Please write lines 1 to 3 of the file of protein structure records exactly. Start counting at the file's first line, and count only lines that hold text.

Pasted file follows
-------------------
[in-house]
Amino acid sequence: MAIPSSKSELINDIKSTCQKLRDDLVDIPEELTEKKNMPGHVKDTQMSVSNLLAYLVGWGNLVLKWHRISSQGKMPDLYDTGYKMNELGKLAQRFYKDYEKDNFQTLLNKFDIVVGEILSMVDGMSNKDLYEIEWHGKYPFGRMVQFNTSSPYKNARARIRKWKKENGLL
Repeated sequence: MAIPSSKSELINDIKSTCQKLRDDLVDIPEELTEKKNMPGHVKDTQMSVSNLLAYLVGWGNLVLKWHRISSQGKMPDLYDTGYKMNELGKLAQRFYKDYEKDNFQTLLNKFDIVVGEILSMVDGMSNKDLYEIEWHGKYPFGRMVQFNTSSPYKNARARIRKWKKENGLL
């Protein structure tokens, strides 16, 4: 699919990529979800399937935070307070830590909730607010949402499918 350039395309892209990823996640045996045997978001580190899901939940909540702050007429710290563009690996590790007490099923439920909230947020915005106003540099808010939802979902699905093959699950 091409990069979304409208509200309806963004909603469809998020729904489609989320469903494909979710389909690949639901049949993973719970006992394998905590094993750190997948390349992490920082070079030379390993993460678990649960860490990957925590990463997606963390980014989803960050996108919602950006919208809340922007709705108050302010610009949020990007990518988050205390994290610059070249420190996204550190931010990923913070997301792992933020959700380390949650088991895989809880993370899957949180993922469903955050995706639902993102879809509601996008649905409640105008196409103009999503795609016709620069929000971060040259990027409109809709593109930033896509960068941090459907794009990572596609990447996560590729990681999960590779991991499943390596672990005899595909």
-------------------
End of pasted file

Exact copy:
[in-house]
Amino acid sequence: MAIPSSKSELINDIKSTCQKLRDDLVDIPEELTEKKNMPGHVKDTQMSVSNLLAYLVGWGNLVLKWHRISSQGKMPDLYDTGYKMNELGKLAQRFYKDYEKDNFQTLLNKFDIVVGEILSMVDGMSNKDLYEIEWHGKYPFGRMVQFNTSSPYKNARARIRKWKKENGLL
Repeated sequence: MAIPSSKSELINDIKSTCQKLRDDLVDIPEELTEKKNMPGHVKDTQMSVSNLLAYLVGWGNLVLKWHRISSQGKMPDLYDTGYKMNELGKLAQRFYKDYEKDNFQTLLNKFDIVVGEILSMVDGMSNKDLYEIEWHGKYPFGRMVQFNTSSPYKNARARIRKWKKENGLL